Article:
The role of mother's prenatal substance use disorder and early parenting on child social cognition at school age

Marjo Susanna Flykt, Jallu Lindblom, Ritva Belt, Raija-Leena Punamäki

Forskningsoutput: TidskriftsbidragArtikelVetenskapligPeer review

Sammanfattning

This prospective longitudinal study examined how maternal prenatal substance use disorder (SUD) and early mother-infant interaction quality are associated with child social cognition (emotion recognition and mentalization) at school age. A sample of 52 poly-substance-using mothers receiving early interventions and 50 non-users, along with their children, was followed from pregnancy to school age. First-year mother-infant interaction quality was measured with EA scales. At school age, child facial emotion recognition was measured with DANVA and mentalization with LEAS-C. SUD group children did not differ from comparison children in social cognition, but higher severity of maternal prenatal addiction predicted emotion recognition problems. High early mother-infant interaction quality predicted better emotion recognition and mentalization, and mother-infant interaction quality mediated the effect of prenatal SUD on emotion recognition. The results highlight the need for early treatments targeting both parenting and addiction, as well as long-term developmental support for these children.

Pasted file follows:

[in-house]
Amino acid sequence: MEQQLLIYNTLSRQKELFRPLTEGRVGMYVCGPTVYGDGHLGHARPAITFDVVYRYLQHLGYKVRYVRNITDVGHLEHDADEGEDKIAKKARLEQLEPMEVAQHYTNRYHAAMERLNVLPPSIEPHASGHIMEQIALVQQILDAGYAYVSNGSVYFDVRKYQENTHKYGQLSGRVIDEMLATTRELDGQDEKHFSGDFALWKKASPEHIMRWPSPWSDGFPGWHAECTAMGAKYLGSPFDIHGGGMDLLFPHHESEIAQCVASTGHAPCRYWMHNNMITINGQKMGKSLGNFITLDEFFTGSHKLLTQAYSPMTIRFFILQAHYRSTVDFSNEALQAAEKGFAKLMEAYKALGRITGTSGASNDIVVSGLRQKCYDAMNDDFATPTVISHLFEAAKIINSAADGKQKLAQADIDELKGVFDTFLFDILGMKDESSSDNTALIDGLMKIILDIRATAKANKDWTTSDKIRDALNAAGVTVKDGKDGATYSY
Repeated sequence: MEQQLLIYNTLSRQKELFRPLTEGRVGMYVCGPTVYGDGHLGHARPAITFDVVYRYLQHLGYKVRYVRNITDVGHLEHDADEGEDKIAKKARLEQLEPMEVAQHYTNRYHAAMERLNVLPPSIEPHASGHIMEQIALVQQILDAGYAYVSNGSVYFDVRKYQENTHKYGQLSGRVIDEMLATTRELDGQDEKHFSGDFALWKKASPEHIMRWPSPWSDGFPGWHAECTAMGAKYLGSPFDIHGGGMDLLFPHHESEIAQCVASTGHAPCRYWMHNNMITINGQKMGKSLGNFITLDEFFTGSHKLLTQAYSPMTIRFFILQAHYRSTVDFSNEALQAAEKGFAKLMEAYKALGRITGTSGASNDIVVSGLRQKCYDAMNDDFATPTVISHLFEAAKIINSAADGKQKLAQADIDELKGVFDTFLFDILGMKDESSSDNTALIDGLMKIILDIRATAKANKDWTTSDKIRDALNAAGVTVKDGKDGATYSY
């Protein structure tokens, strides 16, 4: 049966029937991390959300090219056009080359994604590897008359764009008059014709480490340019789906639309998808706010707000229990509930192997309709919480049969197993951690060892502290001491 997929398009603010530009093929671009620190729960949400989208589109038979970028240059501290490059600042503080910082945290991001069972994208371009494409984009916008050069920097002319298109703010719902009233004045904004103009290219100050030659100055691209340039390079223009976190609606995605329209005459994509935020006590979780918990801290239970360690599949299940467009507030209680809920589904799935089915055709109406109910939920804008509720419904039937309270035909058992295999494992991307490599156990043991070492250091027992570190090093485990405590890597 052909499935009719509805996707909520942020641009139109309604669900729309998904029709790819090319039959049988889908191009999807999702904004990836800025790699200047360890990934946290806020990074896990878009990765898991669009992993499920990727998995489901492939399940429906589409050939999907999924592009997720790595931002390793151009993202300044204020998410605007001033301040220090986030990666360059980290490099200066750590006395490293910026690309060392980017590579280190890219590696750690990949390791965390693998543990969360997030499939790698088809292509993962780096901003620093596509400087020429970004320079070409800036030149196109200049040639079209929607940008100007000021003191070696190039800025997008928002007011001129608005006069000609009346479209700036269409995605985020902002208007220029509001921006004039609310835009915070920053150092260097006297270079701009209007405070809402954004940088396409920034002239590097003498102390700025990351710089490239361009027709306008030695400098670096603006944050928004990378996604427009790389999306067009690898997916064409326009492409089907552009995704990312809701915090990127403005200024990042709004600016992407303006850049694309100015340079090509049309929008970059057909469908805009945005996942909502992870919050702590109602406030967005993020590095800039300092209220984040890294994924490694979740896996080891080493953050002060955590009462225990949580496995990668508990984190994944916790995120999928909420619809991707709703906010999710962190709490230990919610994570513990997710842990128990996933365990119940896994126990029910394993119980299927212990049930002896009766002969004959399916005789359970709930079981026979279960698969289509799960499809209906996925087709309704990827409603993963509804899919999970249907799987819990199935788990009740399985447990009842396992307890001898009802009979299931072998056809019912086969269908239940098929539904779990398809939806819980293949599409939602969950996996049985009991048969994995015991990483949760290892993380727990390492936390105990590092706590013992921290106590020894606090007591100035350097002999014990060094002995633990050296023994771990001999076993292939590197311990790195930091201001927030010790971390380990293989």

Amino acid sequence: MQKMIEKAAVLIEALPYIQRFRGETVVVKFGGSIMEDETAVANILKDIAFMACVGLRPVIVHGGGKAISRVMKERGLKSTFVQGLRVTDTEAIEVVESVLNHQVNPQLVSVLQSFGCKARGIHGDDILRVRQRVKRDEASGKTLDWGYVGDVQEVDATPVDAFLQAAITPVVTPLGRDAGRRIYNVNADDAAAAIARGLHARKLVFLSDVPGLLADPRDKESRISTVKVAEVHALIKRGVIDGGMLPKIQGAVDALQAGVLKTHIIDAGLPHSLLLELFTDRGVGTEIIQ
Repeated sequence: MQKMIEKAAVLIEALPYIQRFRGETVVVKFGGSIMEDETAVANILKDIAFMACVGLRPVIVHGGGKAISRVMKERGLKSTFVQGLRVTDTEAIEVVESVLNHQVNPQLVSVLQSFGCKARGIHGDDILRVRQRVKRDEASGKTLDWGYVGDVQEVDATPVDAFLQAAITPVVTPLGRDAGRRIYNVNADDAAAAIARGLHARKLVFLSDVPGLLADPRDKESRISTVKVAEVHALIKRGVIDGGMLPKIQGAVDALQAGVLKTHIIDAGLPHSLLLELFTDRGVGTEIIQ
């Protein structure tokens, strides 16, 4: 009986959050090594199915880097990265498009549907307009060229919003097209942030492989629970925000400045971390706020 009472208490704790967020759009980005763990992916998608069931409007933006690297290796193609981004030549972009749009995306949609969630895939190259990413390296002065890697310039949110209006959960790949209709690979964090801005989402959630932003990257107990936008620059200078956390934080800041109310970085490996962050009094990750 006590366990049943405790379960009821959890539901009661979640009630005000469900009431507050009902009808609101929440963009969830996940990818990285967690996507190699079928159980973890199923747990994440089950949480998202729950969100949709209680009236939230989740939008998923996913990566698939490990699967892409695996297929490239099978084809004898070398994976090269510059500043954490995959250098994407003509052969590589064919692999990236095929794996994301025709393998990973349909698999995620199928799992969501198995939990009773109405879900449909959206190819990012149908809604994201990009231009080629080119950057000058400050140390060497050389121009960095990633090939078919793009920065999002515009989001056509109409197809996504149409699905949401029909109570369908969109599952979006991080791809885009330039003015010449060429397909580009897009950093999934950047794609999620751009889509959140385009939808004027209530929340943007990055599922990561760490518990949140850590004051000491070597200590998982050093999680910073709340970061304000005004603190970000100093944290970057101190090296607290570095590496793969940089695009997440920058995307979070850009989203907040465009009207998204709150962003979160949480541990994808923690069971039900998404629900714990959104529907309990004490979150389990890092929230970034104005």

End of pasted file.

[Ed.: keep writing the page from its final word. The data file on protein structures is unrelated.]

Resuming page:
Highlights
We examined how mother's prenatal substance use disorder (SUD) and early mother-infant interaction predict child social cognition at school age.
Questionnaires, observational and computer tasks were used. Maternal prenatal addiction severity and early parenting problems predicted problematic child social cognition.
Early interventions should simultaneously target addiction and parenting. Attention should also be paid to the long-term developmental support of children.
Originalspråkengelska
Artikelnummer2221
TidskriftInfant and Child Development
Volym30
Utgåva3
Antal sidor22
ISSN1522-7227
DOI
StatusPublicerad - maj 2021
MoE-publikationstypA1 Tidskriftsartikel-refererad

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  • 515 Psykologi

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